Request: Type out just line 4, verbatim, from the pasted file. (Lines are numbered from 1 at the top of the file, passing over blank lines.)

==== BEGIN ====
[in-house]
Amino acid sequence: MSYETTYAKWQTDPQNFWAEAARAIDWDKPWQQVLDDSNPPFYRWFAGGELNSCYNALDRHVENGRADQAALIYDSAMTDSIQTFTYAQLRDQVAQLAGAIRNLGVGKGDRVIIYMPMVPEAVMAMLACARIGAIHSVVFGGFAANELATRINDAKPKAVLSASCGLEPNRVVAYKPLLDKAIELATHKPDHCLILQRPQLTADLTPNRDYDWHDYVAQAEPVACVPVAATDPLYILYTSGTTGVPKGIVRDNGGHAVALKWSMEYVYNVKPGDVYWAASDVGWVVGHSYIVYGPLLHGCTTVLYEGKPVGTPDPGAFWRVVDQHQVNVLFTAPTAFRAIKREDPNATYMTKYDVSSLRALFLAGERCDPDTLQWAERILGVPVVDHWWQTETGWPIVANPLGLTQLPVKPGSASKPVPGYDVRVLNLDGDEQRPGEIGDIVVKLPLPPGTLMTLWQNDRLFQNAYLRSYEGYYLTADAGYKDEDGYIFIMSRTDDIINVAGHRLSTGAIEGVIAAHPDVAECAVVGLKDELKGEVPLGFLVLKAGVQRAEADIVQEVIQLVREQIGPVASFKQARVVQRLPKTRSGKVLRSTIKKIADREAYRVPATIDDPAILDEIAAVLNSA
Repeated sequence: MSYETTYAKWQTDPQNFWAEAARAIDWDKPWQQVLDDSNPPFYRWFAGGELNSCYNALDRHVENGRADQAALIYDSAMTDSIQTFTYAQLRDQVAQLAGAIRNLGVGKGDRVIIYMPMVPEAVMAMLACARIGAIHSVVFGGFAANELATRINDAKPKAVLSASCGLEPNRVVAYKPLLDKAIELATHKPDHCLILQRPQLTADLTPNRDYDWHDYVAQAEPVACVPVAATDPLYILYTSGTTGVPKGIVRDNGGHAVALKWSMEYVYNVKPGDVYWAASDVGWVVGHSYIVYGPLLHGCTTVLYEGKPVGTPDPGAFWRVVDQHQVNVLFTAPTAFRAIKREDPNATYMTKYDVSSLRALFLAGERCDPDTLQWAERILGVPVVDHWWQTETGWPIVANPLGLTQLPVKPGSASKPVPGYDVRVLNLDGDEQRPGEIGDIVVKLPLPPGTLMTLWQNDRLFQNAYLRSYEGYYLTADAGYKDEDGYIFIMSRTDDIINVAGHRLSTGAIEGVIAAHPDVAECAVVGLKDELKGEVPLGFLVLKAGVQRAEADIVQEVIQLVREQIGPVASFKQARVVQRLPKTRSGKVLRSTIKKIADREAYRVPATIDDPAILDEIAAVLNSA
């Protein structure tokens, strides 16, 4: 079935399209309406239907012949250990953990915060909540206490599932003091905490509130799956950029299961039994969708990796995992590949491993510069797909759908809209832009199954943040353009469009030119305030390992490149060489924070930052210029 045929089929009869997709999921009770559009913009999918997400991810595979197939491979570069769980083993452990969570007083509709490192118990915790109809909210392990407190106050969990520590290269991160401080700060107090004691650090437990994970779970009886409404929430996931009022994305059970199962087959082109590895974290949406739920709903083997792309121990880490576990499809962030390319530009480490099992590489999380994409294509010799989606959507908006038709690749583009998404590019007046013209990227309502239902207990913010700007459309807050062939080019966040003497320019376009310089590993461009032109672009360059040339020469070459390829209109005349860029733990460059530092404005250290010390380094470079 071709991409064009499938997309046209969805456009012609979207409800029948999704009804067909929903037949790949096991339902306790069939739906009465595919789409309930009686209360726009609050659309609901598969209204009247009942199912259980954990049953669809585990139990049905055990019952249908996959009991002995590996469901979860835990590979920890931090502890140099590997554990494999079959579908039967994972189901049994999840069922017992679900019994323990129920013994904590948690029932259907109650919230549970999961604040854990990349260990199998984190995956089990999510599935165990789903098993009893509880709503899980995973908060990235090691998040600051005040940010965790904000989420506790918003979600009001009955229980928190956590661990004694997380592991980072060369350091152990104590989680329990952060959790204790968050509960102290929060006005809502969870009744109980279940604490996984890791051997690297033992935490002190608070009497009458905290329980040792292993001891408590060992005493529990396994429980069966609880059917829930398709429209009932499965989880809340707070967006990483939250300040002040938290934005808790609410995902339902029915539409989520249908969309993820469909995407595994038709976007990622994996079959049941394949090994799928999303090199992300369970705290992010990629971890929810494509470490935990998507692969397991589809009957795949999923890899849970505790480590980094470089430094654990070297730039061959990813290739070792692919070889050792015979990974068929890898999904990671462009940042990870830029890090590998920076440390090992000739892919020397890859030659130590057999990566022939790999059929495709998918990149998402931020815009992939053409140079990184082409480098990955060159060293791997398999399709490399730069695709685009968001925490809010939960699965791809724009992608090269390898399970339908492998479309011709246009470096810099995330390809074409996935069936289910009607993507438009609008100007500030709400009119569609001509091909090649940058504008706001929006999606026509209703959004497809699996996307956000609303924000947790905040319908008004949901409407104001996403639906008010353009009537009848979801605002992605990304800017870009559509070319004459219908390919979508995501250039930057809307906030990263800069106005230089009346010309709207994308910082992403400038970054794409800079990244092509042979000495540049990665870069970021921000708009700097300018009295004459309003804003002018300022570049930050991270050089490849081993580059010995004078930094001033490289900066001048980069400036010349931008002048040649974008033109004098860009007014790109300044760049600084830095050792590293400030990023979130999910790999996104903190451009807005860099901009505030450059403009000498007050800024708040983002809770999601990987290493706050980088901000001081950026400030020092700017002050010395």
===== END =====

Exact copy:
């Protein structure tokens, strides 16, 4: 079935399209309406239907012949250990953990915060909540206490599932003091905490509130799956950029299961039994969708990796995992590949491993510069797909759908809209832009199954943040353009469009030119305030390992490149060489924070930052210029 045929089929009869997709999921009770559009913009999918997400991810595979197939491979570069769980083993452990969570007083509709490192118990915790109809909210392990407190106050969990520590290269991160401080700060107090004691650090437990994970779970009886409404929430996931009022994305059970199962087959082109590895974290949406739920709903083997792309121990880490576990499809962030390319530009480490099992590489999380994409294509010799989606959507908006038709690749583009998404590019007046013209990227309502239902207990913010700007459309807050062939080019966040003497320019376009310089590993461009032109672009360059040339020469070459390829209109005349860029733990460059530092404005250290010390380094470079 071709991409064009499938997309046209969805456009012609979207409800029948999704009804067909929903037949790949096991339902306790069939739906009465595919789409309930009686209360726009609050659309609901598969209204009247009942199912259980954990049953669809585990139990049905055990019952249908996959009991002995590996469901979860835990590979920890931090502890140099590997554990494999079959579908039967994972189901049994999840069922017992679900019994323990129920013994904590948690029932259907109650919230549970999961604040854990990349260990199998984190995956089990999510599935165990789903098993009893509880709503899980995973908060990235090691998040600051005040940010965790904000989420506790918003979600009001009955229980928190956590661990004694997380592991980072060369350091152990104590989680329990952060959790204790968050509960102290929060006005809502969870009744109980279940604490996984890791051997690297033992935490002190608070009497009458905290329980040792292993001891408590060992005493529990396994429980069966609880059917829930398709429209009932499965989880809340707070967006990483939250300040002040938290934005808790609410995902339902029915539409989520249908969309993820469909995407595994038709976007990622994996079959049941394949090994799928999303090199992300369970705290992010990629971890929810494509470490935990998507692969397991589809009957795949999923890899849970505790480590980094470089430094654990070297730039061959990813290739070792692919070889050792015979990974068929890898999904990671462009940042990870830029890090590998920076440390090992000739892919020397890859030659130590057999990566022939790999059929495709998918990149998402931020815009992939053409140079990184082409480098990955060159060293791997398999399709490399730069695709685009968001925490809010939960699965791809724009992608090269390898399970339908492998479309011709246009470096810099995330390809074409996935069936289910009607993507438009609008100007500030709400009119569609001509091909090649940058504008706001929006999606026509209703959004497809699996996307956000609303924000947790905040319908008004949901409407104001996403639906008010353009009537009848979801605002992605990304800017870009559509070319004459219908390919979508995501250039930057809307906030990263800069106005230089009346010309709207994308910082992403400038970054794409800079990244092509042979000495540049990665870069970021921000708009700097300018009295004459309003804003002018300022570049930050991270050089490849081993580059010995004078930094001033490289900066001048980069400036010349931008002048040649974008033109004098860009007014790109300044760049600084830095050792590293400030990023979130999910790999996104903190451009807005860099901009505030450059403009000498007050800024708040983002809770999601990987290493706050980088901000001081950026400030020092700017002050010395």